Kathryn Morris’ evolving lead character keeps ‘Cold Case’ fresh
Los Angeles Times
Before signing on to star as the lead detective in the CBS missing-persons drama “Cold Case,” Kathryn Morris was courted by Steven Spielberg and Rod Lurie. She played every male’s fantasy in HBO’s “The Mind of the Married Man” and in John Woo’s “Paycheck.” Now, seven years into playing “Cold Case’s” Lilly Rush, Morris says she’s more content than ever.
Question: Spielberg sought you out after seeing your performance in Lurie’s political thriller “The Contender.” He later cast you in “Minority Report” and “AI.” How did being pursued by Spielberg like that feel?
Answer: You think it’s a joke when your agent calls you, and then all of a sudden you’re in front of him. It’s like getting sprinkled with fairy dust. After 10 years in the business, there you are sitting in front of him, and he’s got your picture and resume on his desk. I remember he said that he thought I was a very versatile actress, and that’s why we were having this meeting. He asked me about how I had come up with my character in “The Contender,” and about my past experience and acting. It felt like he was bringing me into his club.
Q: Lurie, who first cast you in “The Contender,” called you his muse. That’s adoration.
A: He’s another decent person. He actually saw me on an audition; it’s as boring as that. But we talk a lot. He has his own like little acting company, if you will, and I think he just feels like I’m one of his go-to actors. When he writes a new script, often he will send it to me. I feel honored, because for Rod to ask for my feedback means a lot.
Q: You have been playing Lilly on “Cold Case” for several years now. How do you keep a procedural series fresh? What do you still enjoy about playing her?
A: Lilly has evolved from being this little beat cop to this hungry cold case detective to a person who has expanded her sole capacity. Not just with the suspects or the victims. She has really evolved into a person that is as real to me as a relative of mine. It’s a pretty cool thing to have for this many years.
Q: Have you ever felt a little restless or maybe wanted to try something new?
A: I’m in talks for a couple of great independent films concurrent with “Cold Case,” but the show is having its best season ever if you ask me. To me, when actors get restless on series, I find them to be a little on the lazy side. I’m still looking to be a better actor, and I’m grateful every day.
Q: Before “Cold Case,” you had a juicy role in HBO’s “Mind of the Married Man.” Could you see doing comedy again?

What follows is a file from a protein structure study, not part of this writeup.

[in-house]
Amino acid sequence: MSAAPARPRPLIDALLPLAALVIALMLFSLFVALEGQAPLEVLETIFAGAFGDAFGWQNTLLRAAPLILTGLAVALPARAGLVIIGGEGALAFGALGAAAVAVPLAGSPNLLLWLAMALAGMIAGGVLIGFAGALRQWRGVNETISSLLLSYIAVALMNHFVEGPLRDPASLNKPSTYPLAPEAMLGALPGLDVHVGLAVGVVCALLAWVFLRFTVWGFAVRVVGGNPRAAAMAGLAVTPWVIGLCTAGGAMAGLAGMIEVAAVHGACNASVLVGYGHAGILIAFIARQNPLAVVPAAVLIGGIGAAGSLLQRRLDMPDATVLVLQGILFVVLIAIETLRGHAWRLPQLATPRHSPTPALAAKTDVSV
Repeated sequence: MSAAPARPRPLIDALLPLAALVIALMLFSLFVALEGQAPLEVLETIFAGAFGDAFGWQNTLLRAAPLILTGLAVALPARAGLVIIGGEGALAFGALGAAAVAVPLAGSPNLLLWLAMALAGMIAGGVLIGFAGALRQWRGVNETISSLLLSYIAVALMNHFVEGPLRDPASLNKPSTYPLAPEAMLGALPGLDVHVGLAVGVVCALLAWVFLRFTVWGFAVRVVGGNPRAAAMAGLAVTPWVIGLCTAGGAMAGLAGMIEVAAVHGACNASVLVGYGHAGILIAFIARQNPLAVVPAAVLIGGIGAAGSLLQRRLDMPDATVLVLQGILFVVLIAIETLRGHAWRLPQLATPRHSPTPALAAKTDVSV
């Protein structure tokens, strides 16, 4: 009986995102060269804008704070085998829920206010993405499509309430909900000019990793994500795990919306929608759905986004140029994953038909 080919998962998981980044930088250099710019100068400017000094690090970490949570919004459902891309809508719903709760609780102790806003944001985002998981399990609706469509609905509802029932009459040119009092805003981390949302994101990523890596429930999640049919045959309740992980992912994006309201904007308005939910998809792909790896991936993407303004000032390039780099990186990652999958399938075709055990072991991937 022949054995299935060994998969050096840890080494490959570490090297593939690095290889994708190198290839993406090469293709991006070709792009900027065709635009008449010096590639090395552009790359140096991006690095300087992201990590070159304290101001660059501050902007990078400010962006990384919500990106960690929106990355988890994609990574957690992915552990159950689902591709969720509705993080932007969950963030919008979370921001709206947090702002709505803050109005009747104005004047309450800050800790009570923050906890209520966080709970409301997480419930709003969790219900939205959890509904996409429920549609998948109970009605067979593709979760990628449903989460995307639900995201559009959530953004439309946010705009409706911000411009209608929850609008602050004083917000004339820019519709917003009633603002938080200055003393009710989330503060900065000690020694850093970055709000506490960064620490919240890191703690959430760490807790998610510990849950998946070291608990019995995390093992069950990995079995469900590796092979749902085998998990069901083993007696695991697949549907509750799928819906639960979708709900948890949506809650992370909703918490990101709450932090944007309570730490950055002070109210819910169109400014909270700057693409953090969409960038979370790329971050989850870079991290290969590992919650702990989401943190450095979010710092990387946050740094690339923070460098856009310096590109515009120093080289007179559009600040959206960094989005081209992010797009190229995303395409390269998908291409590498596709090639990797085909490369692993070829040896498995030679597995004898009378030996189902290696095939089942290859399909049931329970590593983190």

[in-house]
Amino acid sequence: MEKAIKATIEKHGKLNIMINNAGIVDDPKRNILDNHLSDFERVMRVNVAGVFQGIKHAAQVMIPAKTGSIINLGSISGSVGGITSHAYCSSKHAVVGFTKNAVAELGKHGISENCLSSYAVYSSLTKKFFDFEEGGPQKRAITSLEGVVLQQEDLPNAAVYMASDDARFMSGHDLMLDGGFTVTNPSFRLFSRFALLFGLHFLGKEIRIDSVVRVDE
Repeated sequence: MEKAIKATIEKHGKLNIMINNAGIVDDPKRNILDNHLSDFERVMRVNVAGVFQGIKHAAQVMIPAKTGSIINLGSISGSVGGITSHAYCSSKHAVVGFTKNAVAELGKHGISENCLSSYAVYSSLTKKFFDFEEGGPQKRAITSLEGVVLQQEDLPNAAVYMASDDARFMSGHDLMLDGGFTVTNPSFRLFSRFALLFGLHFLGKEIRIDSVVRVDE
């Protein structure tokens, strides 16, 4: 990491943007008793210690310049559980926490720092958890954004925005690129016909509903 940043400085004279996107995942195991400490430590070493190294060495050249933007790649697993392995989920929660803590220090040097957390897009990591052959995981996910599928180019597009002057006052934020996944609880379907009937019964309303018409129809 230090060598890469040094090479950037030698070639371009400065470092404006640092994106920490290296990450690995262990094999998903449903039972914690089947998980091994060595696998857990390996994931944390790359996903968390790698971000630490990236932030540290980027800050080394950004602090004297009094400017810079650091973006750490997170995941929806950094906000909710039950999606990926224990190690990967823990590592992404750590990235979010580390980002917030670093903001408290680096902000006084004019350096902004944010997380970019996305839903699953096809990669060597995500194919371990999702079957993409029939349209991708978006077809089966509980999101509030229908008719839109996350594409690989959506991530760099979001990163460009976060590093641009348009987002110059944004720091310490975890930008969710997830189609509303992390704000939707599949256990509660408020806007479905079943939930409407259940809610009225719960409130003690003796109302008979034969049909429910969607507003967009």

A: Ha, that show really (ticked) some women off, didn’t it?
Q: Well, yes.
A: It became a little controversial, and I loved being part of the controversy. Playing the press secretary to the mayor, being this fantasy of a smart bossy woman who can roll in lingerie and have sex while talking politics in bed … I loved it. It was just so much fun, but again, I’m really happy on “Cold Case” now. It’s like doing a mini movie every week on our show.
Q: It sounds like you maybe miss the sexy part of that role.
A: I’m actually a real girly girl, even though Lilly is in suits 24/7. I’m a girl that wants to climb in a van with 10 other girls and camp out in chenille to go see “Sex and the City.” (My girlfriends and I did dress up for it.) That’s a whole other side of myself. I even have a new fashion venture that’s in the early stages of design. The other day we had this chill in the air and I walked over to the camera crew and, “Boys, there’s good news: It’s chilly enough for cute boot weather!”
Q: In “Cold Case,” you jump around in time, solving missing persons cases from all sorts of periods. Do you have a favorite time period the show has gotten to explore?
A: I actually prefer cases that are a little bit more recent. But I do like the ’80s because of the music. In our two-part season finale it was exclusively Pearl Jam. That was just the coolest.
Q: The time slot changes have not been helpful to the show’s ratings.
A: Well, we have fans that have followed us wherever we go. And our audience actually watches the show when it airs, they don’t DVR it. That’s a big difference. We are trying to do more cases aimed at 18- to 49-year-olds, though. Like we just did a skateboard episode, and a fight club episode.